Hiking the Hooker Valley Track [South Island, NZ]

“Hey Mark, can you see that mountain goat up there?”

“Yeah, there’s a whole pack of them!”

We lied. There were no mountain goats. But the couple in front of us spent the remaining 3km of the hike turning their heads to the peaks trying to spot those darn goats.

With the first four freezing cold days of our road-trip behind us, we were not accustomed to the unusually stagnant heat in the valley of Mount Cook. It was close to 1pm when we started the track, so the heat of the day was well and truly in it’s prime.

I’d seen so many photos of the Hooker Valley (not to be mistaken for a Nightlife district in Bangkok), but the real deal surpassed all my expectations by miles — literally. When we read 5km on the sign, it didn’t cross our minds that we’d actually be walking 10km (return).

Yet again, we’d set off on a hike with high spirits, and not enough water. At-least this time we weren’t wearing thongs.

We wound our way along the rocky pathway.

Over three deceivingly bouncy suspension bridges.

And squeezed past others on the narrow wooden bridge.

Not without climbing a bunch of rocks along the way…

Each corner turned revealed another long path, every time creating the illusion that the end is near.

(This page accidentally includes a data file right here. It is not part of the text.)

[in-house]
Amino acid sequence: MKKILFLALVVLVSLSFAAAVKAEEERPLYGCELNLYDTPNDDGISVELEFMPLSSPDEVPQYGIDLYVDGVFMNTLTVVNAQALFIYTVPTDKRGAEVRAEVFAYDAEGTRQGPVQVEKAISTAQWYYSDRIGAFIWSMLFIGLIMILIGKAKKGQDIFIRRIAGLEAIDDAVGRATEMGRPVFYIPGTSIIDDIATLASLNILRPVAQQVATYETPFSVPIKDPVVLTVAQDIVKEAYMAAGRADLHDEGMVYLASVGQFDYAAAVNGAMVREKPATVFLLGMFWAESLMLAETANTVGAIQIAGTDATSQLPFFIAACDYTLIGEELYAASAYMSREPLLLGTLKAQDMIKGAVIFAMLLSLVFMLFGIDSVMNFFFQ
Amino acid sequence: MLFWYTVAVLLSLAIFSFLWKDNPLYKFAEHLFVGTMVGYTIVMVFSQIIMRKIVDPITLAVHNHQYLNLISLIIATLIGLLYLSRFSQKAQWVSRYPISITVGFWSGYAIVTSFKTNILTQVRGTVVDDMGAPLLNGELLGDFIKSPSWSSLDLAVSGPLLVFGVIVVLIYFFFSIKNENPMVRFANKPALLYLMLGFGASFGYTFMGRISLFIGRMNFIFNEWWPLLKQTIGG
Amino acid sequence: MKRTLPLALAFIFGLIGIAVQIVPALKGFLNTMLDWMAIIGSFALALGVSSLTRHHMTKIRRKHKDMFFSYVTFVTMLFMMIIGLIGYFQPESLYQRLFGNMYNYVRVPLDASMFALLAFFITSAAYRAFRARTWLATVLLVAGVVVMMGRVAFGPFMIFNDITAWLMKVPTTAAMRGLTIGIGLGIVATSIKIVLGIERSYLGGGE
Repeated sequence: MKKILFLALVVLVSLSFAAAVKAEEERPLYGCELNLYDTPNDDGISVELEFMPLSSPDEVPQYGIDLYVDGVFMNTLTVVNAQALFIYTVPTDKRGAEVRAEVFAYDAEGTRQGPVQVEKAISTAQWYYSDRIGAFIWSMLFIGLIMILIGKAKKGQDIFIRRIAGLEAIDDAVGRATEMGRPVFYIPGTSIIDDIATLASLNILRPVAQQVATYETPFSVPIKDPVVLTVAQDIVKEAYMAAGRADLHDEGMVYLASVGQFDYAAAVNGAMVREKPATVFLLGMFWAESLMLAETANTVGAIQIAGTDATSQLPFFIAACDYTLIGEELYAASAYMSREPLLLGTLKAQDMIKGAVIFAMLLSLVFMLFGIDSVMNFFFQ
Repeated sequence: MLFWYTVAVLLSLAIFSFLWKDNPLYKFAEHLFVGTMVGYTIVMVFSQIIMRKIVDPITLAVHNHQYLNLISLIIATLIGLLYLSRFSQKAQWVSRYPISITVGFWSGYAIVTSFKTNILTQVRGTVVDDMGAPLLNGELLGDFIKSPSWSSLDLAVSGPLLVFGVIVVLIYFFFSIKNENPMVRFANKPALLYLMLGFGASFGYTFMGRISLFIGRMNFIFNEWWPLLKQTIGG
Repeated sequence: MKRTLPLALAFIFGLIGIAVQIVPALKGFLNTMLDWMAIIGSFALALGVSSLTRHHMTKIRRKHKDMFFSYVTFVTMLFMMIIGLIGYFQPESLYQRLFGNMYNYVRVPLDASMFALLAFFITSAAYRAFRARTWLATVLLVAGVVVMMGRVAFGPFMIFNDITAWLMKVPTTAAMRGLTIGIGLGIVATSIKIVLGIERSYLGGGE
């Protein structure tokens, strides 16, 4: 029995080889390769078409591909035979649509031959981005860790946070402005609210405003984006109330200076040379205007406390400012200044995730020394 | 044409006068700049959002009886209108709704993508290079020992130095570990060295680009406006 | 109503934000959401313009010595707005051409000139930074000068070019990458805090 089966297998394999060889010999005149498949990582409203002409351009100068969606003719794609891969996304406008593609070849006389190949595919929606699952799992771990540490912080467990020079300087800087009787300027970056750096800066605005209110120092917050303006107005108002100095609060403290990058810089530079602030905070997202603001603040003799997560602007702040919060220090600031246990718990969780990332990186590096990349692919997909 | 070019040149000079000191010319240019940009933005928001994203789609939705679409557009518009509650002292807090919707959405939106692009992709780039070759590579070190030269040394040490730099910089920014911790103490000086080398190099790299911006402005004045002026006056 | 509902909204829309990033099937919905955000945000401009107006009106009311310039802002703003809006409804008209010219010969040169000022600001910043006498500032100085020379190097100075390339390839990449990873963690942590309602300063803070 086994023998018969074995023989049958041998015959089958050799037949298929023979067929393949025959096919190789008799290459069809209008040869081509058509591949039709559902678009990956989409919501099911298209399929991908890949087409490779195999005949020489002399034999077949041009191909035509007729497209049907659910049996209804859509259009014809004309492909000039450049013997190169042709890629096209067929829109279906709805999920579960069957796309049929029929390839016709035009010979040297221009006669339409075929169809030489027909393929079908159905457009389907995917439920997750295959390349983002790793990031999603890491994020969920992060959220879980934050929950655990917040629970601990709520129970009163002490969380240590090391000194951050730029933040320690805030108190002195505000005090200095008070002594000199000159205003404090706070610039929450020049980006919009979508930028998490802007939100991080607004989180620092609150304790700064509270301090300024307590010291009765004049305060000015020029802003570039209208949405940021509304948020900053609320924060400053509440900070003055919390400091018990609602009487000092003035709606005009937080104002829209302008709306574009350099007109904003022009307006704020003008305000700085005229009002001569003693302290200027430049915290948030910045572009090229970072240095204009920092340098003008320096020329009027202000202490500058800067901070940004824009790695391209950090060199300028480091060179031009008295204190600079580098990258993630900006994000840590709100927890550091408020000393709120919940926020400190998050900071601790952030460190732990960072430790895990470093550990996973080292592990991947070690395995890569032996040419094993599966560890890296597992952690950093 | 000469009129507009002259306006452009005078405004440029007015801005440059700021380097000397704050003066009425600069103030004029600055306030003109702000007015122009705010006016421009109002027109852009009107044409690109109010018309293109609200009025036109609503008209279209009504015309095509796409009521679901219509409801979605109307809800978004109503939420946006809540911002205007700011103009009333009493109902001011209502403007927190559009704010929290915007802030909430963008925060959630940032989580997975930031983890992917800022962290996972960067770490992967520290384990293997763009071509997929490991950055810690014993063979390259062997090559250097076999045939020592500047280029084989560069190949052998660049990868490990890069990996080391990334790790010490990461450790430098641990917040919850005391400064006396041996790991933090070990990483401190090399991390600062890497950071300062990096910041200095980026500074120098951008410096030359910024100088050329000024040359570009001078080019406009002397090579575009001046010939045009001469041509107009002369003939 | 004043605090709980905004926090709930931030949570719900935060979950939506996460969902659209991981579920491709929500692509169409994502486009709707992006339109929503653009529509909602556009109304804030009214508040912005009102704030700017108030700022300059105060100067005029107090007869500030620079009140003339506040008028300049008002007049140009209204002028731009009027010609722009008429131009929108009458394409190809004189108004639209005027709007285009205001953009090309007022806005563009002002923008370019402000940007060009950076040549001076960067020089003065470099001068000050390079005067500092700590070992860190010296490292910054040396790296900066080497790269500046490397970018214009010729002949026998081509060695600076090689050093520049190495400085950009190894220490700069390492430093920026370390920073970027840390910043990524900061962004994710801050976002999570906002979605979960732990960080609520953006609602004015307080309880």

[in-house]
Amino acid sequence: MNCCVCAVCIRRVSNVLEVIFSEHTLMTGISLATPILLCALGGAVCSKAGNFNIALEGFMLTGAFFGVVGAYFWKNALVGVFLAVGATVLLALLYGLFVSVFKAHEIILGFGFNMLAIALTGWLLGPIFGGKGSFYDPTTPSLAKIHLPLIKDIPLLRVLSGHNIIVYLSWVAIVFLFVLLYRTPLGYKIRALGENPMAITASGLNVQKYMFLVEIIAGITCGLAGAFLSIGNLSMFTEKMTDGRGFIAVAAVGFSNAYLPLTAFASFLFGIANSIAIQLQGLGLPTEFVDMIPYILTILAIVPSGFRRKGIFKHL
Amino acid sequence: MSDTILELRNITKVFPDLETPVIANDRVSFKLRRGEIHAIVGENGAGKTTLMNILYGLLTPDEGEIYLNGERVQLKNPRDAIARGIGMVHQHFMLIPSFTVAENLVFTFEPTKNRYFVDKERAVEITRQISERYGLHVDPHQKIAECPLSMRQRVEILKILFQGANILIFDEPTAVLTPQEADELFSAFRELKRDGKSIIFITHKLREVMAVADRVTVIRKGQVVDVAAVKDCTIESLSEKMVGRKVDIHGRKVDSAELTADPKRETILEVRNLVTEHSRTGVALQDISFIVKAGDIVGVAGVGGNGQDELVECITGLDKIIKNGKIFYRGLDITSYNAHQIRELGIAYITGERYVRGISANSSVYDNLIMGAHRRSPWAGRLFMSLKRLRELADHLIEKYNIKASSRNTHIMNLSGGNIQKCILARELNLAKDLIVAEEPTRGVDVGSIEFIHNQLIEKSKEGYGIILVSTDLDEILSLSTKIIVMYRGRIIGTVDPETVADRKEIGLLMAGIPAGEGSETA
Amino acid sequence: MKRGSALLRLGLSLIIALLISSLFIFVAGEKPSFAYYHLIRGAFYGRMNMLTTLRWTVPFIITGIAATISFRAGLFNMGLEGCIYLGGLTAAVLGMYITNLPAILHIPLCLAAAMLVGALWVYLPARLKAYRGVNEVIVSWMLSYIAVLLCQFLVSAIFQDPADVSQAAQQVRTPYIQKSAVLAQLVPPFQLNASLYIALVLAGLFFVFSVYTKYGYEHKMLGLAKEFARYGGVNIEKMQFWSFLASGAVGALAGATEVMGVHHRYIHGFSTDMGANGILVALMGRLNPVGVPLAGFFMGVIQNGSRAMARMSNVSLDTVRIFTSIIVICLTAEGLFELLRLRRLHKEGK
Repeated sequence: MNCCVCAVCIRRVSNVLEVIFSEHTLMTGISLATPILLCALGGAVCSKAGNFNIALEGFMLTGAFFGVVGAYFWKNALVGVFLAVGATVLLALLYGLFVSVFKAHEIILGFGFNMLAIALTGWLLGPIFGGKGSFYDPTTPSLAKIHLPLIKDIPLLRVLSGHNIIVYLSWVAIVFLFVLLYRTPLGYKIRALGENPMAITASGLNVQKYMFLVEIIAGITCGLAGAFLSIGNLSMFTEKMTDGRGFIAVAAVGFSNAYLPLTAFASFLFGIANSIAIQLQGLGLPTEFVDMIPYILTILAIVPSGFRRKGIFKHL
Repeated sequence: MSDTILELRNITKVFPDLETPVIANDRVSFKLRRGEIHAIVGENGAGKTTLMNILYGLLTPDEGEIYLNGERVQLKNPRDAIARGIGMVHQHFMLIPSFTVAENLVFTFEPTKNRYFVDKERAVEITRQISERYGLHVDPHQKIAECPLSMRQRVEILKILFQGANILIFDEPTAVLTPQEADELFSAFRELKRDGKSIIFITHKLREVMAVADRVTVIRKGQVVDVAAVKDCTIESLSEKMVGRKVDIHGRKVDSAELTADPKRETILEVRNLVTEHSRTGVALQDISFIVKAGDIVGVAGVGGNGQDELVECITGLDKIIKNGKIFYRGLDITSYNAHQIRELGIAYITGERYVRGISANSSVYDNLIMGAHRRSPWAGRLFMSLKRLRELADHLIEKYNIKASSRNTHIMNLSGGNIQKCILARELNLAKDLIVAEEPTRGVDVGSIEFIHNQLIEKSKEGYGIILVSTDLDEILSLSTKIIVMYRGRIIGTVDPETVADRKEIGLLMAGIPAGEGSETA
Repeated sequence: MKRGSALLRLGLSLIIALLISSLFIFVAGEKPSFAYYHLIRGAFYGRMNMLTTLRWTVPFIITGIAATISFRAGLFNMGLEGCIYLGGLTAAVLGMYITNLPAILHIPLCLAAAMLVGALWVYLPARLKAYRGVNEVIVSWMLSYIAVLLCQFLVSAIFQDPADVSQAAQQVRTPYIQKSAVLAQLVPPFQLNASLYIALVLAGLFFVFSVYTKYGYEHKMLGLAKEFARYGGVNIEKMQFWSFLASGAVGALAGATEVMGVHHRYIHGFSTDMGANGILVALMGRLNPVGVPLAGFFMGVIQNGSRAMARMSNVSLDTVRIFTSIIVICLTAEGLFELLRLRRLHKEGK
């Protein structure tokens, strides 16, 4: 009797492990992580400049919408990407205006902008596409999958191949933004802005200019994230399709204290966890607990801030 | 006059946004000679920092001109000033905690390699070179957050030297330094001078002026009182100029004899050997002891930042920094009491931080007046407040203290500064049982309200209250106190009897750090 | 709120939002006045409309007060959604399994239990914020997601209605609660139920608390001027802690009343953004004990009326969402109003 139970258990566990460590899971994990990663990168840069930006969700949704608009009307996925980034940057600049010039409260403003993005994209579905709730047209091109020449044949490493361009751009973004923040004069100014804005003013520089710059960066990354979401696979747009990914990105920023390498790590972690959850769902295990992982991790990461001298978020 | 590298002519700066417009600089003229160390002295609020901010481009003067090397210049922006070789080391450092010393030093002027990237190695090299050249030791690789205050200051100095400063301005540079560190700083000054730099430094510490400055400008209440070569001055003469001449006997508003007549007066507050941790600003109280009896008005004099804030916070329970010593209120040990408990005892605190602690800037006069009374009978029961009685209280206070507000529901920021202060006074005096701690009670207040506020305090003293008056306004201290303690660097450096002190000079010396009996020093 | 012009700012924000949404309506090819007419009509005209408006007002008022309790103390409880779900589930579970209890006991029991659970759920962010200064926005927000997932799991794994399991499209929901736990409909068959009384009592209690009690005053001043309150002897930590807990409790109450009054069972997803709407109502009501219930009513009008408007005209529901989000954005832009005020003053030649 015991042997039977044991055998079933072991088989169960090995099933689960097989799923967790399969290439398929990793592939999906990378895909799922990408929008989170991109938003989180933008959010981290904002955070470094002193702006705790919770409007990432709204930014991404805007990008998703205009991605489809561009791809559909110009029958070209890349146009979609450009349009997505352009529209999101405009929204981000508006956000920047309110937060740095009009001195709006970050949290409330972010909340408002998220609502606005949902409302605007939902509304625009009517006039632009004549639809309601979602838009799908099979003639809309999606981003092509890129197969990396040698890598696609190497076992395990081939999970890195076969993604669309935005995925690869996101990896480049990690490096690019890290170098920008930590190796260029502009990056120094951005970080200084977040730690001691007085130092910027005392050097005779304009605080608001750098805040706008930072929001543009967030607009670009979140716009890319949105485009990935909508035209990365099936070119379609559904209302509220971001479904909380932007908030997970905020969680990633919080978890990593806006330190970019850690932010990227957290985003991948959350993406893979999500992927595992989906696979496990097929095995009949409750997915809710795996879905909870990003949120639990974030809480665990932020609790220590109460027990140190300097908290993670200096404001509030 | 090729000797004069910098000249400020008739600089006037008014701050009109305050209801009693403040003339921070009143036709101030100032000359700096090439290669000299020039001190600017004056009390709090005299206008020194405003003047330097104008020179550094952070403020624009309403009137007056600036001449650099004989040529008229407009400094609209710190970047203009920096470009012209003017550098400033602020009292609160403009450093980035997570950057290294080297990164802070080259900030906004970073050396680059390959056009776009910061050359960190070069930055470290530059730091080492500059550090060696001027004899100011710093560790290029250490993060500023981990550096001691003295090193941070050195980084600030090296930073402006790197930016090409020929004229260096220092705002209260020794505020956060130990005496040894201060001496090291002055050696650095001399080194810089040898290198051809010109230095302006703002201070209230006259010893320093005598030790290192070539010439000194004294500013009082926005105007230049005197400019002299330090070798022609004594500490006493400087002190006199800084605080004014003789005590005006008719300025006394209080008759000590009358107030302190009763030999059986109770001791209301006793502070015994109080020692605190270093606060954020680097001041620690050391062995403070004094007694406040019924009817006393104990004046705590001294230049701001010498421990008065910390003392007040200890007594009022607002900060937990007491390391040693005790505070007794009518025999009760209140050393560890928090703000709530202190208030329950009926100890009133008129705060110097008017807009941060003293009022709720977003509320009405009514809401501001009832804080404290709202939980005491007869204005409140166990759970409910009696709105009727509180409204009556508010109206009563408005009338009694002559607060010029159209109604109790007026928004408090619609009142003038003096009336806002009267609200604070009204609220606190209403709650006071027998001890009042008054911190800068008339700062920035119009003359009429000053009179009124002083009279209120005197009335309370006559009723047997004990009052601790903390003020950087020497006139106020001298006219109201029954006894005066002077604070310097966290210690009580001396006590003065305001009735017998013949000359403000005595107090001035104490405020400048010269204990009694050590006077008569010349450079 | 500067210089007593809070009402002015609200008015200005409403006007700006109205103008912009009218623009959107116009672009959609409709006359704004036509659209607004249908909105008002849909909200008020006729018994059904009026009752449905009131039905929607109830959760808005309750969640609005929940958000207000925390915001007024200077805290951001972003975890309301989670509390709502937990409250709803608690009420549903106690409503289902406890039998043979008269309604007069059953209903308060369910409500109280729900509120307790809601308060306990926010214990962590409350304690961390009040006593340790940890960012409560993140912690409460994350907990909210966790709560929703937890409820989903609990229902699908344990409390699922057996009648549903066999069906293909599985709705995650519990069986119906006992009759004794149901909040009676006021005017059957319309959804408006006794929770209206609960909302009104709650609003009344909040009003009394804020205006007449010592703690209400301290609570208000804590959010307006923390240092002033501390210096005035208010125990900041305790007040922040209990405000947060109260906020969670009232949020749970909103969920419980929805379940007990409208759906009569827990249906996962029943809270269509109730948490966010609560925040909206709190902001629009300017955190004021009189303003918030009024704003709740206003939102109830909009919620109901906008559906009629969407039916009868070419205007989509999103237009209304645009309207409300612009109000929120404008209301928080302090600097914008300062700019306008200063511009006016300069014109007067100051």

When we finally reached the end of the track, a breeze coming off the glacial ice-melt froze us in our tracks, and the sheer size of Mount Cook took my breath away — not metaphorically speaking — I was huffing and puffing due to physical exhaustion.

We went down to sit on the rocky shores, where the glacial lake lapped at our feet as we each scoffed down a muesli bar.

Giant icebergs creaked and cracked as they rolled around in the water, occasionally revealing the belly beneath.

If you sit there for long enough, you might even hear the rumble of a small avalanche tumbling above.

Once the cool ice-melt breeze became more uncomfortable than refreshing, we got up and started the 5km walk back to the van. But, with a bag of chips and a tub of dip waiting for us in the van, we sped up the pace.

Not that walking isn’t entertaining enough, I decided to play silly buggers with the others on the trail.

“EAGLE!” I shouted, as a group of tourists walked past us.

I was kidding. There was no eagle.

Mark giggled uncontrollably behind me as two old ladies ducked, covering their heads in fear that a giant bird was about to whisk them away. He did not see that one coming — and neither did the they.

A couple were walking in front of us, at a very similar pace, just close enough to hear our conversations.

“Hey Mark, can you see that mountain goat up there?”

“Yeah, there’s a whole pack of them!”

We lied. There were no mountain goats. But they spent the remaining 3km of the hike turning their heads to the peaks trying to spot those darn goats.

We made it back to the campsite without being punched in the nose, grabbed a bag of chips, opened up the dip, and sat on our beanbags as the sun went down.

It was time for another early night, because tomorrow, we’d be up early to see Tasman Glacier, and head straight for our next stop, Lake Wanaka.

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